HKDSE Geography/E1/Sedimentary Rocks
They may be formed mechanically (clastic), or by chemical and biological means (non-clastic).
These rocks are formed from the particles of other rocks.
- Rocks are exposed on the earth's surface and are subject to denudation (erosion, weathering, mass movement, transportation) and deposition.
- The rocks are broken down into small fragments which are carried downhill by mass movement or a moving agent.
- When the energy of the moving agent is lost, the rocks will be deposited and accumulate. (At foothills, they are called colluvium; on floodplains, alluvium.)
- This is sedimentation/ deposition. The deposited fragments and grains are sediments/deposits.
- As sedimentation continues, layers of sediments pile up. Large, heavy fragments are deposited first. This is sorting.
- Rocks and grains are squeezed together tightly. The bottom layer is compressed by the weight of the layers above it. This is compaction.
- Sediments have water in the pore spaces between grains. It may contain cements iron oxide, calcite, silica. The cement glues the rocks together. This is cementation.
- Compaction and cementation transform loose sediments into sedimentary rocks. They are collectively known as lithification.
Clastic sedimentary rocks are classified according to grain size.
- Conglomerate: Rounded particles of boulders, cobbles and pebbles. Cemented by silica and very resistant to weathering.
- Breccia: Like conglomerate, but with angular particles
- Sandstone: Made, surprisingly, of sand
- Siltstone: Composed of silt
- Mudstone: Silt and some clay
- Shale: Composed of clay
The colour of the base materials/groundmass hints at the cement involved: iron oxide is red and calcite is grey.
Clastic sedimentary rocks are non-crystallline. They are a matrix of sediments.
Sedimentary rocks have strata/layers. A bedding plane is a surface at which two strata meet. They may tilt in a certain direction because of internal processes. Dip is the angle at which the bedding plane meets with the horizontal plane. Strike is the line at which the bedding plane intersects with the horizontal plane. It shows the direction of the bedding plane. It forms a right angle with the dip.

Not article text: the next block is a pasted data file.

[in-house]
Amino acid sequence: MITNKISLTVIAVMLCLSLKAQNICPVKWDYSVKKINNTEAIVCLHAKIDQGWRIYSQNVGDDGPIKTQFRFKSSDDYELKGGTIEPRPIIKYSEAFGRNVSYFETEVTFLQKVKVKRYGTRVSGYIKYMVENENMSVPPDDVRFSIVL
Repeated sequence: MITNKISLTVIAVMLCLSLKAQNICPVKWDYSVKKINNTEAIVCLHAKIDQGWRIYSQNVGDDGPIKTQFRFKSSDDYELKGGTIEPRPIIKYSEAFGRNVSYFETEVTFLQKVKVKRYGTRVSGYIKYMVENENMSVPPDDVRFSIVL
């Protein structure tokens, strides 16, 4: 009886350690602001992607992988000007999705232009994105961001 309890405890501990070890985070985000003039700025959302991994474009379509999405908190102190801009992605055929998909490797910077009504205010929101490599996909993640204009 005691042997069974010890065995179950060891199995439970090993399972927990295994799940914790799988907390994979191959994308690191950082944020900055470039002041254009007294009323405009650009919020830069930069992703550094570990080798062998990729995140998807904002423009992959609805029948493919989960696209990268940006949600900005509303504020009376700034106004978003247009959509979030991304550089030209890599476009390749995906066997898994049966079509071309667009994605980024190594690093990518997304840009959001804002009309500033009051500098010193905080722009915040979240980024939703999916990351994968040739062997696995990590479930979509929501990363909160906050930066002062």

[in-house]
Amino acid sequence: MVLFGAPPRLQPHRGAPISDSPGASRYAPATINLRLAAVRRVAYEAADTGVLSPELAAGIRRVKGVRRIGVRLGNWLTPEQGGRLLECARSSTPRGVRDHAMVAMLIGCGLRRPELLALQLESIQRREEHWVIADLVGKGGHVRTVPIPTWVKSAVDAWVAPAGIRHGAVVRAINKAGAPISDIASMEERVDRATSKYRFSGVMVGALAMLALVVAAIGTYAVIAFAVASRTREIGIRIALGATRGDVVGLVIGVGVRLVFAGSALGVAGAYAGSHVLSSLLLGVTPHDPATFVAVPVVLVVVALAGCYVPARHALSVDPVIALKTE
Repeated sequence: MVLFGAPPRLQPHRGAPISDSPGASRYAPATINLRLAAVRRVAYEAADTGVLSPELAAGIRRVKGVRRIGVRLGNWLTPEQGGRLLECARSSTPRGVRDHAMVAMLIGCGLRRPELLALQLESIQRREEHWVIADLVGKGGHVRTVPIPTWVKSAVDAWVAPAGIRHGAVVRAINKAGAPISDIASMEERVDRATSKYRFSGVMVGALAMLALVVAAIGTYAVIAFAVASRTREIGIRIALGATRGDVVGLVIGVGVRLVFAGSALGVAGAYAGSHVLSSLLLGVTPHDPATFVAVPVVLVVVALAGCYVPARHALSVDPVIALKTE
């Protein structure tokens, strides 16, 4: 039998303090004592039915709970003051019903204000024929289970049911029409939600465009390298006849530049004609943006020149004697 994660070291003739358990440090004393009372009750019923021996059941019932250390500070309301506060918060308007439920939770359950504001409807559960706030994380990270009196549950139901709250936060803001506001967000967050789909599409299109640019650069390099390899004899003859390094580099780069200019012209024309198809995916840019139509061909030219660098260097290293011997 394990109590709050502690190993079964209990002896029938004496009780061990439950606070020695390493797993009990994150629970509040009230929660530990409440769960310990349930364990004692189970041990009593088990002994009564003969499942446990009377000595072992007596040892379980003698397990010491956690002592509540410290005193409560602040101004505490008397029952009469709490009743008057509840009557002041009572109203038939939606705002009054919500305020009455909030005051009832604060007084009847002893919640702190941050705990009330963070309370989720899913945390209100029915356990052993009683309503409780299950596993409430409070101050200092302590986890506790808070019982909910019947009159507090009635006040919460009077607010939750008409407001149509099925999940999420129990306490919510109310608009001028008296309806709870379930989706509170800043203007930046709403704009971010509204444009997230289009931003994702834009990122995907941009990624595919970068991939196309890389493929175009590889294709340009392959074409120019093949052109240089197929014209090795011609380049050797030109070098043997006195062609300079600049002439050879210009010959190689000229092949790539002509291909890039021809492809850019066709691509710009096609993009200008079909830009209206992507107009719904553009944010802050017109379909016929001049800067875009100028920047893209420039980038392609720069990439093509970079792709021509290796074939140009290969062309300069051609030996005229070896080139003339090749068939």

By chemical means
- A mineral is dissolved in water.
- The water may become sturated with the chemical.
- The mineral will be precipitated to form sedimentary rock.
Gypsum is the chemical precipitation of calcium carbonate.
In an arid area, water may evaporate from salt water bodies like enclosed seas. Mineral salts are left, e.g. rock salt.
By organic means
- Dead vegetation is compressed. It becomes a half-developed coal called peat.
- When it is buried deeper and for a longer time, it will turn into lignite.
- Then bituminous coal.
(The final step in coal formation involves metamorphosis, which is discussed below.)
Limestone: Made of tiny particles of calcium carbonate from the remains of the shells or skeletons of sea-dwelling organisms. Chalk is am example. Limestone is easily dissolved and very vulnerable to solution.
Traces of plants, shells or skeletons sometimes remain in organically-formed sedimentary rocks. They are fossils. They allow scientists to explore the climatic and environmental changes over time.